South Dakota attorney general impeached over fatal crash
Pierre, S.D. — The South Dakota House on Tuesday impeached state Attorney General Jason Ravnsborg over a 2020 fatal crash in which he killed a pedestrian but initially said he might have struck a deer or another large animal.
Ravnsborg, a Republican, is the first official to be impeached in South Dakota history. He will at least temporarily be removed from office pending the historic Senate trial, where it takes a two-thirds majority to convict on impeachment charges.
Ravnsborg pleaded no contest last year to a pair of traffic misdemeanors in the crash, including making an illegal lane change. He has cast Joseph Boever’s death as a tragic accident.
In voting 36-31 to impeach Ranvsborg, the Republican-controlled House charged him with committing crimes that caused someone’s death, making “numerous misrepresentations” to law enforcement officers after the crash and using his office to navigate the criminal investigation.
“When we’re dealing with the life of one of your citizens, I think that weighed heavily on everyone,” said Republican Rep. Will Mortenson, who introduced the articles of impeachment.
Ravnsborg, who took office in 2019, was returning home from a Republican dinner in September 2020 when he struck and killed Boever, who was walking along a rural highway. A sheriff who responded after Ravnsborg called 911 initially reported it as a collision with an animal. Ravnsborg has said he did not realize he hit a man until he returned the next day and found the body.
The Highway Patrol concluded that Ravnsborg’s car crossed completely onto the highway shoulder before hitting Boever, and criminal investigators said later that they didn’t believe some of Ravnsborg’s statements.
The House rejected the recommendation of a GOP-backed majority report from a special investigative committee, which argued that anything wrong he did was not part of his official duties “in office.” But even Republican lawmakers who argued his actions did not meet constitutional grounds for impeachment, said Ravnsborg should resign.
“He should have stepped down, should have done the honorable thing,” said House Speaker Spencer Gosch, a Republican who oversaw the House investigation and voted against impeachment.
All eight House Democrats voted for impeachment, while Republicans were split, with 28 voting for it and 31 against. One Republican lawmaker, Rep. Scott Odenbach, recused himself because he had given legal advice to the attorney general after the crash.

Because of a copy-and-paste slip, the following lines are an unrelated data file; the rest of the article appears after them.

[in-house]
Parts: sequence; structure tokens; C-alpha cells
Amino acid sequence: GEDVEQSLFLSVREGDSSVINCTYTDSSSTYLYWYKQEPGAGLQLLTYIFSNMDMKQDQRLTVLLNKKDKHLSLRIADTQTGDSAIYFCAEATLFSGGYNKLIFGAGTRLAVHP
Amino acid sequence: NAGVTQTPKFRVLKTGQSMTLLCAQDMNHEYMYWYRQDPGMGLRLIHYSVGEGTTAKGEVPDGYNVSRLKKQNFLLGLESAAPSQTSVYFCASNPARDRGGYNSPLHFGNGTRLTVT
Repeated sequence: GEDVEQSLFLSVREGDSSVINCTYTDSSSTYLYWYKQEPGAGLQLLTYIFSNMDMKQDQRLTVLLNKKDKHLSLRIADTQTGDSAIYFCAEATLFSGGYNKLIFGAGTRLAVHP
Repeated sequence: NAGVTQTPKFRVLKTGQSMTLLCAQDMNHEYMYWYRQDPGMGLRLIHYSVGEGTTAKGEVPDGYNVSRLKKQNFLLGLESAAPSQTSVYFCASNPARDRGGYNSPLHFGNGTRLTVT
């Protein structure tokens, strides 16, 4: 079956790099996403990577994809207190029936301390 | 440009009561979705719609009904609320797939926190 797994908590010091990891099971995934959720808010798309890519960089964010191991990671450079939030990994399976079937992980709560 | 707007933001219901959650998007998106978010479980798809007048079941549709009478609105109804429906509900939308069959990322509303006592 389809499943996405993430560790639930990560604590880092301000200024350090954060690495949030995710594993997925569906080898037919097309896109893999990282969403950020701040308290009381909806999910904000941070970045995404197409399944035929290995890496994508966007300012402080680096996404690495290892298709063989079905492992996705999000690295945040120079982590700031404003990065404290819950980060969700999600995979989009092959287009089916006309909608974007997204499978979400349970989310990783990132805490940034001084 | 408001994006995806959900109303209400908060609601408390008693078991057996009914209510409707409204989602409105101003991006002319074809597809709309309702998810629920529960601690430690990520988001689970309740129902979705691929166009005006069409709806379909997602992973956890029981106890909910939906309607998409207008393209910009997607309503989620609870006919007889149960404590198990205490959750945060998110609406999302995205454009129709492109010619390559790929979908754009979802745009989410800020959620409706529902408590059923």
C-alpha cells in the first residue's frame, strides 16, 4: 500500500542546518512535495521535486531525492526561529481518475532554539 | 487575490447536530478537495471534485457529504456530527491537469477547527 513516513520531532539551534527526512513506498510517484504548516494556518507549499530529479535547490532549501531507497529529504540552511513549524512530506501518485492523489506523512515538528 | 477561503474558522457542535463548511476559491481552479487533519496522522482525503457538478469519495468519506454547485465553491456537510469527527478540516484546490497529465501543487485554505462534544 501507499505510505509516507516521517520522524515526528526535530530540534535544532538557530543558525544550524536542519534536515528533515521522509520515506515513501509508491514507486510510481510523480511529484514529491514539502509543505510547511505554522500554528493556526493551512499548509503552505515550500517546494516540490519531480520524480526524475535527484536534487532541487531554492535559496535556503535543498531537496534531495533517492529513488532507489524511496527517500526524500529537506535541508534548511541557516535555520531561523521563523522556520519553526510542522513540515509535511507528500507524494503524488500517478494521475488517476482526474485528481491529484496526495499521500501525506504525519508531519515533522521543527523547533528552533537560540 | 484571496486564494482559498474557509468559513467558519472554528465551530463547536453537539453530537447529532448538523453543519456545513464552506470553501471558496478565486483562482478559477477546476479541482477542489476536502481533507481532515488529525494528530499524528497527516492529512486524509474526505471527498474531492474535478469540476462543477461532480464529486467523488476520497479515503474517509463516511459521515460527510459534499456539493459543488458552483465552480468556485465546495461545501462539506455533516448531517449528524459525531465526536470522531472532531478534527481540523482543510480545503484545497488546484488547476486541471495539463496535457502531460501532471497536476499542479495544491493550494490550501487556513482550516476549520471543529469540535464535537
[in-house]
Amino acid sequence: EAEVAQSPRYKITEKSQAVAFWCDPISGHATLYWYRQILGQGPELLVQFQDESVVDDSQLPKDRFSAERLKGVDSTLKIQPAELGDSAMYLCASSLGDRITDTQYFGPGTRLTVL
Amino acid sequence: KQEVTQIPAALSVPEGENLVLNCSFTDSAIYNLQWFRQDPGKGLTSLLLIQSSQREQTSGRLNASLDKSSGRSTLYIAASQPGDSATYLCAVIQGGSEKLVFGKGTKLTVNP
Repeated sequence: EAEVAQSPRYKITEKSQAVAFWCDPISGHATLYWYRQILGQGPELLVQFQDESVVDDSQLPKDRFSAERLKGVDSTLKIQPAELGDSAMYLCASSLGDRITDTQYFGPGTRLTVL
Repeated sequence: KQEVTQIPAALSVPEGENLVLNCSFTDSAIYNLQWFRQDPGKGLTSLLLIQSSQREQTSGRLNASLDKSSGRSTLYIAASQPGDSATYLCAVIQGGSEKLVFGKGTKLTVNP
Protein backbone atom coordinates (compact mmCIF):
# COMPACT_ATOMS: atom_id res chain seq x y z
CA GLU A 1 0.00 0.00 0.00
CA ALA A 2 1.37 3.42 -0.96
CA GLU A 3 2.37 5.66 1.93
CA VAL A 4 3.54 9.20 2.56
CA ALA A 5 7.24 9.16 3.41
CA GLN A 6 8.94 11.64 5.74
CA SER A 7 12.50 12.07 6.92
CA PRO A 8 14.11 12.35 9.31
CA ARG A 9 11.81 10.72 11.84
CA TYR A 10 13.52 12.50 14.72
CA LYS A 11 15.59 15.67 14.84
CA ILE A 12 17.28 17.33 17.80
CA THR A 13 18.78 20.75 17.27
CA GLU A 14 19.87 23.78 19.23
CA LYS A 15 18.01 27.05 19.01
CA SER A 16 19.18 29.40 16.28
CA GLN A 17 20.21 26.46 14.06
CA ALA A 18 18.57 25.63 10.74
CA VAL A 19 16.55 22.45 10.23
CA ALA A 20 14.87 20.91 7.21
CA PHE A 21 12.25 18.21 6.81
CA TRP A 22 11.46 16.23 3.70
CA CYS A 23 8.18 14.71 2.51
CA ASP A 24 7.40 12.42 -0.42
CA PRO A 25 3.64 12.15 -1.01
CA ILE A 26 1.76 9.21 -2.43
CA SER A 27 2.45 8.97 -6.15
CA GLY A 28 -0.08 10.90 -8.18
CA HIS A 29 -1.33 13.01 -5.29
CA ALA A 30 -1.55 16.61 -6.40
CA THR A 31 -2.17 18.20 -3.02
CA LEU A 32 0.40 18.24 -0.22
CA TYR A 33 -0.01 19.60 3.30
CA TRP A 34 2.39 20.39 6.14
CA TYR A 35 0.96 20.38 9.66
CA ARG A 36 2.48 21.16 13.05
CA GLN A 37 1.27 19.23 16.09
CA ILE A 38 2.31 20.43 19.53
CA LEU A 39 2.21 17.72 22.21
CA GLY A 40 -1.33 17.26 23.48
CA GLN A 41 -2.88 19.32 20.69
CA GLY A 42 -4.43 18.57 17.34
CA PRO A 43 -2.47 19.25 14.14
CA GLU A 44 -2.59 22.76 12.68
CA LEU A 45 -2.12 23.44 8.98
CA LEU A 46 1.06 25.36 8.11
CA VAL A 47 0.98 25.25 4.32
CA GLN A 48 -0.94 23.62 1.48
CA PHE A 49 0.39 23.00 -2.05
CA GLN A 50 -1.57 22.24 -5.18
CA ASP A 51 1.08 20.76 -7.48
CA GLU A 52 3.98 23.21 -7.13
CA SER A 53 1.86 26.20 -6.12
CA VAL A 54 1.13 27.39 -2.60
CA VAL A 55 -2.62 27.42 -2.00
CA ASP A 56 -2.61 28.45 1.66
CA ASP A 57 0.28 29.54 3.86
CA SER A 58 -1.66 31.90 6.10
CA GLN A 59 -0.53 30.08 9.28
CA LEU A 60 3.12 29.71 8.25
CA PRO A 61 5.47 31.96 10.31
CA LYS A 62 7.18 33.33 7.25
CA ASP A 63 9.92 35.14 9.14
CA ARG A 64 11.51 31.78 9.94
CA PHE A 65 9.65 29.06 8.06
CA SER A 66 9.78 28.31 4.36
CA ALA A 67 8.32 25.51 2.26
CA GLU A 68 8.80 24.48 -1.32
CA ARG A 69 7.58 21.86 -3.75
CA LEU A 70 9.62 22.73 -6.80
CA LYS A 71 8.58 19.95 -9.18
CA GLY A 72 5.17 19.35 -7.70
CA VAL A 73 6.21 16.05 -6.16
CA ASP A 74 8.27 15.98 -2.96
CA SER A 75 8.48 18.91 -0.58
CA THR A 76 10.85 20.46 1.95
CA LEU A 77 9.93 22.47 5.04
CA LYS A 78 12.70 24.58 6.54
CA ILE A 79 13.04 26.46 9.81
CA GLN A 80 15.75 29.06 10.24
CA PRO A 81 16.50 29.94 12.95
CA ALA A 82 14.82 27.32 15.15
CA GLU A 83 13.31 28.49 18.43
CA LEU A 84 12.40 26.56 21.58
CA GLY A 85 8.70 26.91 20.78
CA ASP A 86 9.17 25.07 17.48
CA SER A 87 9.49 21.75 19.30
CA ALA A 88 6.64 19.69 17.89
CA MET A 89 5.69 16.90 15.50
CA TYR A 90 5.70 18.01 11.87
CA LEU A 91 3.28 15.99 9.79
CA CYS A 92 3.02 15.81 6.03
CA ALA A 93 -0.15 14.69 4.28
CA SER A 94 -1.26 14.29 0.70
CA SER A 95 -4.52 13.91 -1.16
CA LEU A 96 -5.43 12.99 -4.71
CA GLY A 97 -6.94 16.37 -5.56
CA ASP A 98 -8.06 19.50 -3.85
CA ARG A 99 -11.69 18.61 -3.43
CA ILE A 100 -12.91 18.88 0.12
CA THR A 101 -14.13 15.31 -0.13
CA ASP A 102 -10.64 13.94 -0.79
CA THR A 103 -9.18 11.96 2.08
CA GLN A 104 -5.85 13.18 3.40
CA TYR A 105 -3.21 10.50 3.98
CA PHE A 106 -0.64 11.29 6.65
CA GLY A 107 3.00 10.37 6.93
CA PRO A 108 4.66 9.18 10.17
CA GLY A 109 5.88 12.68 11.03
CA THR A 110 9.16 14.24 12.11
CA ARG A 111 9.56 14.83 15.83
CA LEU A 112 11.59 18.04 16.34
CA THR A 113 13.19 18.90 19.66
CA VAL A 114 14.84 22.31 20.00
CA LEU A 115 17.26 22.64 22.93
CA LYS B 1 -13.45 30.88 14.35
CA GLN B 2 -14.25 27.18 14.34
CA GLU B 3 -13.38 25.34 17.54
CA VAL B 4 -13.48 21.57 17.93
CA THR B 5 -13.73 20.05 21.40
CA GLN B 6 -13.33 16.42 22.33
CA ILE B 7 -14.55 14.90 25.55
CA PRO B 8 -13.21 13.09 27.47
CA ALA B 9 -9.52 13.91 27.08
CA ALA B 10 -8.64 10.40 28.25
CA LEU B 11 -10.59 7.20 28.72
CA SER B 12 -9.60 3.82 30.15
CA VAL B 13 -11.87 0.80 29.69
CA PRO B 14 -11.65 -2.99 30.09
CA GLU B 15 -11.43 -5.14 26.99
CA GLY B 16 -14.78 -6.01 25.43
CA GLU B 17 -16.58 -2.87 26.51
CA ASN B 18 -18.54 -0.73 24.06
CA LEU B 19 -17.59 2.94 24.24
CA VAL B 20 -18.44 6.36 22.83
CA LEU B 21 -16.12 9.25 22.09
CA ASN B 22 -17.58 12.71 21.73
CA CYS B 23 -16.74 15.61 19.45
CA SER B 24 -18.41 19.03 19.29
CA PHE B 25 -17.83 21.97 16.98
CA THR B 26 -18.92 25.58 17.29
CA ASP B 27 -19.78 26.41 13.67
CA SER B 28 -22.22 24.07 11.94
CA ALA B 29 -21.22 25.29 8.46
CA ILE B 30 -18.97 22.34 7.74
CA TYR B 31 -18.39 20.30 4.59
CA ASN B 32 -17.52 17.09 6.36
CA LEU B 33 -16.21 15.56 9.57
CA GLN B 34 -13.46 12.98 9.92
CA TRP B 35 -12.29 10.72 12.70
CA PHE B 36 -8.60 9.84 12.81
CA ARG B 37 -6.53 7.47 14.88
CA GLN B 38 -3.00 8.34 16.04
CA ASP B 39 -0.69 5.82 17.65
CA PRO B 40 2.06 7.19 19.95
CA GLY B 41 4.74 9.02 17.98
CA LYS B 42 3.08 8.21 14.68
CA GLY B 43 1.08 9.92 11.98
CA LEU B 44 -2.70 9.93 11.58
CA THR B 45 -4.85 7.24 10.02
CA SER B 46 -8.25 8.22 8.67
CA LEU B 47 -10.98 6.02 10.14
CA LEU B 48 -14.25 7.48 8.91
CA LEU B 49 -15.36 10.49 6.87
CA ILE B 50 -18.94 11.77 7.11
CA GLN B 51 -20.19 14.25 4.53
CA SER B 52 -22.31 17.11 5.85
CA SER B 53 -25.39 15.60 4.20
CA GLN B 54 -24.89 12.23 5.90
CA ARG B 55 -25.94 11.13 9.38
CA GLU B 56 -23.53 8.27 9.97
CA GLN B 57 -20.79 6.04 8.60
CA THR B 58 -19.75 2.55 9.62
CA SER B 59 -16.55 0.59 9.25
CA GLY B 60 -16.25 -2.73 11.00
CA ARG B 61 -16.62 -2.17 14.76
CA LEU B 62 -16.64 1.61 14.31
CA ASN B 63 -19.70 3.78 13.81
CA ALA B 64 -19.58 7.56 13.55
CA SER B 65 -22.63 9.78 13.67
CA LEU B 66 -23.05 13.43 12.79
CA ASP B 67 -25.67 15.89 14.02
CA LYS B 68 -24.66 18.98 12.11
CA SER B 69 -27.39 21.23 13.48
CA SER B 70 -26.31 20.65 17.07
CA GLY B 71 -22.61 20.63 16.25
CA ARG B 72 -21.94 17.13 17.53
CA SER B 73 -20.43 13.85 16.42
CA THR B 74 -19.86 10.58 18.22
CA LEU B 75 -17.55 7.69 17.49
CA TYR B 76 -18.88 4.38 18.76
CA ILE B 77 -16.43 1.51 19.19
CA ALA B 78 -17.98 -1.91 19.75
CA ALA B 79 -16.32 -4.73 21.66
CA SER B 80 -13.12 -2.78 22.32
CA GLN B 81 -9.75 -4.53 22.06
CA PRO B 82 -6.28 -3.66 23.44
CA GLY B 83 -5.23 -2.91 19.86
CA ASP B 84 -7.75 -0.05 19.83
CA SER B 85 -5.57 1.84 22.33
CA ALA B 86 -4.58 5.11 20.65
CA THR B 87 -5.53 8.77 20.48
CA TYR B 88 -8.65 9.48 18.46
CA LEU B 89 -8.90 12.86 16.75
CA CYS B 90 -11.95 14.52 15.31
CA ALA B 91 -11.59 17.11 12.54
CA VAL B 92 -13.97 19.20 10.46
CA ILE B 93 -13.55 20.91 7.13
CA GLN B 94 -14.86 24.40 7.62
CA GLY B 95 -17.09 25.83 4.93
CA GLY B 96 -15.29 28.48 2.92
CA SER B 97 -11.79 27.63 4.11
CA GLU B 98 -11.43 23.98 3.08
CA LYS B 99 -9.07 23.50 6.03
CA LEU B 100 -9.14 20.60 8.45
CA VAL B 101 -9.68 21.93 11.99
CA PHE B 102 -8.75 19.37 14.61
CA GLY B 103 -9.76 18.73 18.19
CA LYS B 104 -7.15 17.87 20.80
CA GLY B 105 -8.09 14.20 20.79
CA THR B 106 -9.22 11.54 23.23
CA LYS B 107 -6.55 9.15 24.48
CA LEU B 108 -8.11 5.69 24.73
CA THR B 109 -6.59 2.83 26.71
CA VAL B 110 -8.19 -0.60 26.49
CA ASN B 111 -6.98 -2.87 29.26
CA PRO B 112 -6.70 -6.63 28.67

Ravnsborg, who had been largely silent about the crash and was not present for the vote, sent lawmakers a pair of defiant letters Monday night urging them not to impeach him.
“In a few hours, your vote will set a precedent for years to come,” Ravnsborg wrote. “No state has ever impeached an elected official for a traffic accident.”
He also accused Republican Gov. Kristi Noem of interfering in the investigation and of supporting impeachment because of the attorney general’s investigations into her behavior. A second letter from Ravnsborg’s spokesman delved into “evidence, allegations and misconceptions” about the case.
After Ravnsborg fell out with the governor after the crash, he pushed a pair of ethics complaints against Noem to the state’s Government Accountability Board. His office is also investigating whether an organization aligned with the governor broke campaign finance disclosure laws.
Noem lauded the House on Twitter after its vote, writing that it “did the right thing for the people of South Dakota and for Joe Boever's family.”
For Boever's family, who held his wedding photo as they watched from the House gallery during the vote, the decision brought some relief. They have decried the criminal prosecution as a “slap on the wrist” for Ravnsborg.
“We’re a step closer to justice. We’re not done,” said Boever’s cousin, Nick Nemec.
“Now we just need the Senate’s help on this because these laws need to be changed badly,” said Jennifer Boever, who was married to Boever. “People are getting hurt and killed, and the pedestrian has no self-defense against a 4,000 pound (1,814 kilogram) vehicle.”